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Investors In Ashland Global Holdings Inc. (NYSE:ASH) Should Consider This Data

Simply Wall St

Dividends play a key role in compounding returns over time and can form a large part of our portfolio return. Historically, Ashland Global Holdings Inc. (NYSE:ASH) has been paying a dividend to shareholders. Today it yields 1.3%. Does Ashland Global Holdings tick all the boxes of a great dividend stock? Below, I’ll take you through my analysis.

Check out our latest analysis for Ashland Global Holdings

How I analyze a dividend stock

If you are a dividend investor, you should always assess these five key metrics:

  • Does it pay an annual yield higher than 75% of dividend payers?
  • Does it consistently pay out dividends without missing a payment of significantly cutting payout?
  • Has it increased its dividend per share amount over the past?
  • Is its earnings sufficient to payout dividend at the current rate?
  • Based on future earnings growth, will it be able to continue to payout dividend at the current rate?
NYSE:ASH Historical Dividend Yield, February 27th 2019

How well does Ashland Global Holdings fit our criteria?

Ashland Global Holdings has a trailing twelve-month payout ratio of 93%, meaning the dividend is not sufficiently covered by its earnings. In the near future, analysts are predicting a more sensible payout ratio of 20%, which, assuming the share price stays the same, leads to a dividend yield of 1.3%. Furthermore, EPS should increase to $3.08, meaning that the lower payout ratio does not necessarily implicate a lower dividend payment.

If you want to dive deeper into the sustainability of a certain payout ratio, you may wish to consider the cash flow of the business. A business with strong cash flow can sustain a higher divided payout ratio than a company with weak cash flow.

If dividend is a key criteria in your investment consideration, then you need to make sure the dividend stock you’re eyeing out is reliable in its payments. Whilst its per-share payments have increased during the past 10 years, there has been some hiccups. Investors have seen reductions in the dividend per share in the past, although, it has picked up again.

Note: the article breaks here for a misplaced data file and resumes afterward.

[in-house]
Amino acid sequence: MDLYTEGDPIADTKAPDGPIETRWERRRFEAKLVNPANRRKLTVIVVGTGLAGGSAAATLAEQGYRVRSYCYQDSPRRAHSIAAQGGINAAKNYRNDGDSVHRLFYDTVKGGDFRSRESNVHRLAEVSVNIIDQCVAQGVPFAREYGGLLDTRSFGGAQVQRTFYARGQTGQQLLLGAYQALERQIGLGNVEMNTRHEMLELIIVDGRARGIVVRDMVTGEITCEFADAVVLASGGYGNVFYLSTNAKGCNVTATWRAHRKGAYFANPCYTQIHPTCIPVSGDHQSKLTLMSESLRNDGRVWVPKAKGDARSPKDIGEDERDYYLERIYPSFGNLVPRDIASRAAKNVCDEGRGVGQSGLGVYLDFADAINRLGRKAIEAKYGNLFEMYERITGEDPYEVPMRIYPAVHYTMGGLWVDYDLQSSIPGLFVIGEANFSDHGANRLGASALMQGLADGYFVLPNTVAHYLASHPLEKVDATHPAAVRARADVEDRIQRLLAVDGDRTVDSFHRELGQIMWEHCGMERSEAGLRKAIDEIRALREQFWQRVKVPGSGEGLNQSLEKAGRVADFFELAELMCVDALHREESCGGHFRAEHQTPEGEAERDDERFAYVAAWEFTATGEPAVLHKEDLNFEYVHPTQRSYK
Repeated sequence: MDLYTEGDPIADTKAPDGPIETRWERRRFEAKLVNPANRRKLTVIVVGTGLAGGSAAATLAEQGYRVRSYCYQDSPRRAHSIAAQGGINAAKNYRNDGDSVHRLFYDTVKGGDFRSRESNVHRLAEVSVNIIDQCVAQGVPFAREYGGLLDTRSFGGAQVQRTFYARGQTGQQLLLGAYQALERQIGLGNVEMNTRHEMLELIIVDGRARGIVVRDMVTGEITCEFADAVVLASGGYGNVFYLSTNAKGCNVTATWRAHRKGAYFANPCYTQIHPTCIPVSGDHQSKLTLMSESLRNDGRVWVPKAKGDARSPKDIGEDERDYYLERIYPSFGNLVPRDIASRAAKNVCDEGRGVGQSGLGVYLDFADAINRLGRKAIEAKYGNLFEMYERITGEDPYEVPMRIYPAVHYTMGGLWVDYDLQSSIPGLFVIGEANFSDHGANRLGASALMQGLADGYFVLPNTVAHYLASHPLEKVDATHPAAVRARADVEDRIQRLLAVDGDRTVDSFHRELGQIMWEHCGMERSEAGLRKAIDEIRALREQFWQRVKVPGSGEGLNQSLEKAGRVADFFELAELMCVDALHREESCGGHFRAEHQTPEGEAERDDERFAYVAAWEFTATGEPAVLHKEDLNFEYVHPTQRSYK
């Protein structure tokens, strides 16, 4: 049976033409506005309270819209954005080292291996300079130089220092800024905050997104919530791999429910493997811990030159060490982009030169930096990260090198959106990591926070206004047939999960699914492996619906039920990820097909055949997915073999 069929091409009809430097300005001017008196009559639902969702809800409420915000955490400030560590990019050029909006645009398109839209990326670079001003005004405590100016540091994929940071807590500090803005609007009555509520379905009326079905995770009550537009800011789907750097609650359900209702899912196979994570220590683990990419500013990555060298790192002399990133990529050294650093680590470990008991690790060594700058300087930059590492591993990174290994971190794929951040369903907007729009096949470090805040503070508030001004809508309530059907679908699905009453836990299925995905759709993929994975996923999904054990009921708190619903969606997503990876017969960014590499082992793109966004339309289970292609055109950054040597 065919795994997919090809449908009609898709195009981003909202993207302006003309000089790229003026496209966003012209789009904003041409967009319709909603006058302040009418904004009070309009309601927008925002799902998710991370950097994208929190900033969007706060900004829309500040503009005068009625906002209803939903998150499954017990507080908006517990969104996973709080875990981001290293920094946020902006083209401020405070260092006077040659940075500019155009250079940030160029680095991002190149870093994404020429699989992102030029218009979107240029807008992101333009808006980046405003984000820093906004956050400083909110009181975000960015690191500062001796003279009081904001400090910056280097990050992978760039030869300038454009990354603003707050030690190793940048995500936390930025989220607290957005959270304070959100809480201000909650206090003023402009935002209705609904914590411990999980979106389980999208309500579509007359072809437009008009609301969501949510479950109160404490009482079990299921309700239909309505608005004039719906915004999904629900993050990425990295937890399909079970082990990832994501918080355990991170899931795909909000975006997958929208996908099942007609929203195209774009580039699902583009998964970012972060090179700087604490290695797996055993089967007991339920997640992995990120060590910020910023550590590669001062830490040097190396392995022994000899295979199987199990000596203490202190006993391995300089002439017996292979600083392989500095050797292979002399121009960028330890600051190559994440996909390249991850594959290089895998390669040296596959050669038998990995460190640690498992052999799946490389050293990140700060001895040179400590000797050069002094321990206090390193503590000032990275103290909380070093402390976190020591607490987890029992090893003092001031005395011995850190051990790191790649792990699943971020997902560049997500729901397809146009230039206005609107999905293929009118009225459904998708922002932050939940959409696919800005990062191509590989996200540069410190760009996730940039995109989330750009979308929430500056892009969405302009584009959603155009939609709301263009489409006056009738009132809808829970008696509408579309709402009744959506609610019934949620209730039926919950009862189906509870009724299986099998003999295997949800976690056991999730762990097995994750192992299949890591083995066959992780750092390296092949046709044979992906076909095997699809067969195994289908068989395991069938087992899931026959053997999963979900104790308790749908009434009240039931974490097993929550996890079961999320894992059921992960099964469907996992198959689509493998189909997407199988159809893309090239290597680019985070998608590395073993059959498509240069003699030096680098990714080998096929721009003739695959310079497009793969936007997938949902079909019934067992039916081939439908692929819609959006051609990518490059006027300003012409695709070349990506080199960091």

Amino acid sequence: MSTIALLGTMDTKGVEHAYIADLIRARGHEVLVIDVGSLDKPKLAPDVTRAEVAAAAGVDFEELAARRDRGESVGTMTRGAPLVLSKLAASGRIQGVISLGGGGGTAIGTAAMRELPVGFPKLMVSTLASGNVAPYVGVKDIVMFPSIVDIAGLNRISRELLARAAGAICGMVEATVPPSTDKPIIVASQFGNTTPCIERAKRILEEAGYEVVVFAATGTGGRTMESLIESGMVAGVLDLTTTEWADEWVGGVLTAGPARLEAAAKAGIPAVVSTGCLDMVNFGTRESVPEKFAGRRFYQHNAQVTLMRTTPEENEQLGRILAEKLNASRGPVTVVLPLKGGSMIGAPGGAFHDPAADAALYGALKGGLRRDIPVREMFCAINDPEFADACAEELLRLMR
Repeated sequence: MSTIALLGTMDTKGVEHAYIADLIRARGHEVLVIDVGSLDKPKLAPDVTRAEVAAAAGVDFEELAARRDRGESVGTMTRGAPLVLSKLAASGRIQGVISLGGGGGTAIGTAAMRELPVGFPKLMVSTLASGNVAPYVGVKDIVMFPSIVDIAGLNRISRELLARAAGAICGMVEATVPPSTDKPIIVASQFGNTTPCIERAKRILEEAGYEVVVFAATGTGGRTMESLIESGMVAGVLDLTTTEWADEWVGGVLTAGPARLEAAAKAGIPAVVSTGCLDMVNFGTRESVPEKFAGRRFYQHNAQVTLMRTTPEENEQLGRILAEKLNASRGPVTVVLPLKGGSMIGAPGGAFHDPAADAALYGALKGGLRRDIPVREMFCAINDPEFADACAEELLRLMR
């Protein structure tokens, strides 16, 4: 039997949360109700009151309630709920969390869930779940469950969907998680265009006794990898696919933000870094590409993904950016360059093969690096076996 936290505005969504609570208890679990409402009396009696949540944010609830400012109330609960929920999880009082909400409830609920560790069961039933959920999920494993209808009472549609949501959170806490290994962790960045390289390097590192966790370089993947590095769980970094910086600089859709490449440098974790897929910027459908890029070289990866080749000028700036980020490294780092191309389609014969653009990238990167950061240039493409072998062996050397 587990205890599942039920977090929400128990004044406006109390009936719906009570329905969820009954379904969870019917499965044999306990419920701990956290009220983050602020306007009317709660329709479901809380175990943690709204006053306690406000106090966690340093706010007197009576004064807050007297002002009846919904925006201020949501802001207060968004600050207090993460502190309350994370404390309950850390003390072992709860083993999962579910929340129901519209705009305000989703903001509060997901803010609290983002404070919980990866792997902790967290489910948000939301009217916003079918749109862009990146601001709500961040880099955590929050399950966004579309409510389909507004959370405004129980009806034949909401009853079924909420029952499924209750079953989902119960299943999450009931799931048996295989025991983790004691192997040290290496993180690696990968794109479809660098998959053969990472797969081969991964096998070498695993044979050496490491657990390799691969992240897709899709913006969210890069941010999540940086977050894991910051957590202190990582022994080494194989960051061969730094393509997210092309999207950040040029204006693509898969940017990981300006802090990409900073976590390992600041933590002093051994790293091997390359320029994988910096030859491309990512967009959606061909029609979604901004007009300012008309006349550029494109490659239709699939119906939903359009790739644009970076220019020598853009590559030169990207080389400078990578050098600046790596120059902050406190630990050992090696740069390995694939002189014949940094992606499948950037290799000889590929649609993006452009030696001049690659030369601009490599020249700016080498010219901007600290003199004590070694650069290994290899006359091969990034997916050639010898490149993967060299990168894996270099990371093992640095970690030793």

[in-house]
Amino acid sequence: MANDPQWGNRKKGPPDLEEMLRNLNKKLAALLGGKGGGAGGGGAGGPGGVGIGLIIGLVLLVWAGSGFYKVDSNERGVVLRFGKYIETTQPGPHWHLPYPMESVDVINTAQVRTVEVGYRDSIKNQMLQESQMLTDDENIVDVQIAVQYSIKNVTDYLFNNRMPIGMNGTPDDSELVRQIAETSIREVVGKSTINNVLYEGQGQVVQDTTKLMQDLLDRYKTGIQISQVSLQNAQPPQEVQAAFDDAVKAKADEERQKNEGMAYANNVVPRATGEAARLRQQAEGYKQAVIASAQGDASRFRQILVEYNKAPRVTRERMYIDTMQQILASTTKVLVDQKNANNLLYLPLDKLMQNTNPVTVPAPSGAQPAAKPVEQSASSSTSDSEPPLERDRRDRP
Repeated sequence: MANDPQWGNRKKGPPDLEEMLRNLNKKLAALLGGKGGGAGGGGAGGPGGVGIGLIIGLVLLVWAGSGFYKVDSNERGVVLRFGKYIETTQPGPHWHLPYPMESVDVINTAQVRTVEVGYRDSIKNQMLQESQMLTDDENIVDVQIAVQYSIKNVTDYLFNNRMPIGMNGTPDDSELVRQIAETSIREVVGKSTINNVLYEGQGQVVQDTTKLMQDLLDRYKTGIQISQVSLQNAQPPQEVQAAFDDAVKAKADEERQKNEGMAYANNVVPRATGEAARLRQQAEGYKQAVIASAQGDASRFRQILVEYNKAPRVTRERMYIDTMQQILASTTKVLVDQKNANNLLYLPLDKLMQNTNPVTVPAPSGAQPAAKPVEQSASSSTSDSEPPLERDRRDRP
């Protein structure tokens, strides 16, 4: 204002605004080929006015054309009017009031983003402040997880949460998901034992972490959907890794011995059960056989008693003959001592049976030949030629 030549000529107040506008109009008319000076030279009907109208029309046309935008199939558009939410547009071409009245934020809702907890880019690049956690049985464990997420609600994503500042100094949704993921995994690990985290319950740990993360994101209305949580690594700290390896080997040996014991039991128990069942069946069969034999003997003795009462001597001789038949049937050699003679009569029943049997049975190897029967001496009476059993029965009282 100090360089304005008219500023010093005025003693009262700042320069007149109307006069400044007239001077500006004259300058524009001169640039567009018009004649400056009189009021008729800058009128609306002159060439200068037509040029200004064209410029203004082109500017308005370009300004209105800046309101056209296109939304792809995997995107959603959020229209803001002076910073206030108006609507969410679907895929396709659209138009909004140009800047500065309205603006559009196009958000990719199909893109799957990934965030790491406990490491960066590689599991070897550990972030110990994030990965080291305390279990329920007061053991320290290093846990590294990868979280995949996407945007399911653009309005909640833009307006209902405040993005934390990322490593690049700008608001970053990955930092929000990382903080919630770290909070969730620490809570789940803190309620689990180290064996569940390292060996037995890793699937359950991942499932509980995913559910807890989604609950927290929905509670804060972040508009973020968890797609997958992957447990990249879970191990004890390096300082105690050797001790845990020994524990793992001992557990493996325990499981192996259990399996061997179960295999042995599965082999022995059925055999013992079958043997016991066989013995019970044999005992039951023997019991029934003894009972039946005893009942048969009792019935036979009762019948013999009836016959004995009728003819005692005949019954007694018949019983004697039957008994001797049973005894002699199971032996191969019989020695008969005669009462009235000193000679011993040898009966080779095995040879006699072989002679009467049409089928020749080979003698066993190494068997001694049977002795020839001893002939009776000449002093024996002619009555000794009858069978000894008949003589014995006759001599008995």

Compared to its peers, Ashland Global Holdings generates a yield of 1.3%, which is on the low-side for Chemicals stocks.

Next Steps:

After digging a little deeper into Ashland Global Holdings’s yield, it’s easy to see why you should be cautious investing in the company just for the dividend. On the other hand, if you are not strictly just a dividend investor, the stock could still be offering some interesting investment opportunities. Given that this is purely a dividend analysis, you should always research extensively before deciding whether or not a stock is an appropriate investment for you. I always recommend analysing the company’s fundamentals and underlying business before making an investment decision. Below, I’ve compiled three key factors you should further research:

  1. Future Outlook: What are well-informed industry analysts predicting for ASH’s future growth? Take a look at our free research report of analyst consensus for ASH’s outlook.
  2. Valuation: What is ASH worth today? Even if the stock is a cash cow, it’s not worth an infinite price. The intrinsic value infographic in our free research report helps visualize whether ASH is currently mispriced by the market.
  3. Dividend Rockstars: Are there better dividend payers with stronger fundamentals out there? Check out our free list of these great stocks here.

We aim to bring you long-term focused research analysis driven by fundamental data. Note that our analysis may not factor in the latest price-sensitive company announcements or qualitative material.

If you spot an error that warrants correction, please contact the editor at editorial-team@simplywallst.com. This article by Simply Wall St is general in nature. It does not constitute a recommendation to buy or sell any stock, and does not take account of your objectives, or your financial situation. Simply Wall St has no position in the stocks mentioned. Thank you for reading.